All About Keeping Pet Aquatic Turtles

Turtles need special care to keep them healthy and happy

A red-eared slider turtle swimming in its tank
A red-eared slider turtle swimming in its tank. Ed Reschke/Photodisc/Getty Images

Aquatic and semi-aquatic turtles are popular as pets. The best-known species is probably the red-eared slider, but it's only one of several species of aquatic turtle that are commonly kept as pets. 

History of Keeping Aquatic Turtles as Pets

Pet turtles have been popular for a long time. Baby red-eared sliders were readily available and inexpensive many years ago, which unfortunately resulted in a lot of neglected turtles since they were, and in some places still are, often sent home with only a little plastic bowl and a tiny plastic tree.

With no filtration system and no room to grow, these little babies didn't have much of a chance.

In the 1970s, the US government made the connection between turtles and Salmonella infections, especially in children, and banned the sale of turtles less than four inches long. The reasoning behind this ban was not that baby turtles carry more Salmonella than the larger ones but that children are more likely to handle smaller turtles or put them in their mouths.

Sadly, many turtles are still sold to people who have little idea how much care turtles require. What they really need is this: large tanks, special lighting, good filtration, and regular cleaning. Even worse, they are sometimes given out as prizes at fairs and other events. All too often, aquatic turtles die due to stress and neglect. Sometimes, even if a new owner provides ideal care for a turtle, the little guy may be so ill by the time they get it that it will die anyway.

Why? Because it suffered so much stress from overcrowding, neglect during transport between vendors, poor care in stores and at fairs that the turtle became very ill.

Aquatic Turtles and Children

Aquatic turtles are not ideal pets for children. They are not easy to care for, not great as a pet to handle, and they often harbor Salmonella bacteria, which can be passed on to children who don't understand the need for good hygiene.

Many children do not have the interest or ability to provide the amount of care and cleaning that an aquatic turtle requires, so parents must realize that the responsibility of caring for the pet ultimately falls on them when their kids lose interest.

Size and Life Span of Aquatic Turtles

Many people do not realize how big aquatic turtles can get. Red eared sliders and a couple of other commonly available pet turtle species will grow to 10–12 inches long and therefore require correspondingly large enclosures. All turtles have the potential to enjoy a very long life span that can span several decades, if cared for properly.

Housing Aquatic Turtles 

Aquatic turtles require fairly elaborate housing. They need regular exposure to ultraviolet (UV) light, so special light bulbs designed for reptiles that produce both UVA and UVB light should be in all turtle tanks. Without this light, they can suffer from metabolic bone disease (soft shell syndrome).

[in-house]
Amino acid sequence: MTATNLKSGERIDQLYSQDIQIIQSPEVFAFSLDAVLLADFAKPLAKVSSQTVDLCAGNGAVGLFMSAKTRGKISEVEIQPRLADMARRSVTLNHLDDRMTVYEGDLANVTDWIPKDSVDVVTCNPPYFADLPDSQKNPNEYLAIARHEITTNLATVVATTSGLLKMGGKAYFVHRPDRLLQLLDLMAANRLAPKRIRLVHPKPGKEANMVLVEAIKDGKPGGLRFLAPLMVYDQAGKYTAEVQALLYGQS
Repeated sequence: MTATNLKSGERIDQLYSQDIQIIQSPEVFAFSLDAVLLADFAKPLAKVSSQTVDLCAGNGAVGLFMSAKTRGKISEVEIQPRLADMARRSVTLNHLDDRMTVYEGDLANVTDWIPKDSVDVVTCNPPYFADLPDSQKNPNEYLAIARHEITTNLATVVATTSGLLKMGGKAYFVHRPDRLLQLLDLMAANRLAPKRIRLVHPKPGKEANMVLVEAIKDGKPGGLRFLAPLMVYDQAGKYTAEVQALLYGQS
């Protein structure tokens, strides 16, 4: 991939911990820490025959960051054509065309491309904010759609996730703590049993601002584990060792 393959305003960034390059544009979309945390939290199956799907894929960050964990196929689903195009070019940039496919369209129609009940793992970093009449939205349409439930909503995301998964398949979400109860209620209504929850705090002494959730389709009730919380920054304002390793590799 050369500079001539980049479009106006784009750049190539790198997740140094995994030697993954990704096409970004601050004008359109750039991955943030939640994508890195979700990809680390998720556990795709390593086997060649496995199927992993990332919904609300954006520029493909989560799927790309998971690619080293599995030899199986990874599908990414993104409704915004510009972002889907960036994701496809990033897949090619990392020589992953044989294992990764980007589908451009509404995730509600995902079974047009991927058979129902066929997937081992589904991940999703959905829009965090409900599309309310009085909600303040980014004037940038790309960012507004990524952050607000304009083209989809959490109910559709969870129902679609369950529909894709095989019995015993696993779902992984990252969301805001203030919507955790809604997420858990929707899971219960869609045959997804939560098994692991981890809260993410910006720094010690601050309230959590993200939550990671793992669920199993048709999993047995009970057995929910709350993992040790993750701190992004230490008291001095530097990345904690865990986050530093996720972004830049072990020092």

Aquatic turtles are also messy, so their tanks need regular cleanings and, above all, a good filtration unit to help maintain appropriate water quality. They should have deep enough water to allow for swimming, along with a place to get out of the water to bask under a heat light.

 Appropriate water and ambient temperatures should be maintained at all times.

Feeding Aquatic Turtles

Although aquatic turtle foods have changed for the better over the years, they are not recommended as the sole source of food. Most aquatic turtles are omnivores, although their preferences for certain foods might change over the course of their life, and offering a variety of foods is the best way to feed them. Turtles are messy eaters, so as a rule, feeding aquatic turtles in a separate container from their home tank will allow the mess associated with feeding to be contained. It also allows owners to monitor each turtle's food intake when multiple turtles live together.

Do Aquatic Turtles Make Good Pets?

Having said all of this, there are upsides. Given the right person and the right commitment, turtles make beautiful, fascinating, and enjoyable pets.

The first steps to good aquatic turtle ownership are to research the species available and the care required of each species. While the basics of aquatic turtle care are similar for all species, potential owners need to review the specific details regarding housing and feeding for the particular species they want prior to purchase.

For beginners, the hardier species of aquatic turtles are recommended, such as red-eared sliders, cooters, mud, and musk turtles. Keep in mind that sliders and cooters will reach a mature length of more than 12 inches, while mud and musk turtles are about half that size. Map and painted turtles, as well as some of the less common species, are a bit less hardy as pets. Softshell and snapping turtles have a reputation for being large, aggressive, and generally more difficult to care for, which means they are not good choices for beginners.

Beyond providing a proper environment and diet for aquatic turtles, they do not need a lot of attention, although regular interaction may result in a tame and sociable turtle, especially with map turtles. In any case, they are lovely and if properly cared for, they should provide years of enjoyment.

Edited by Adrienne Kruzer, RVT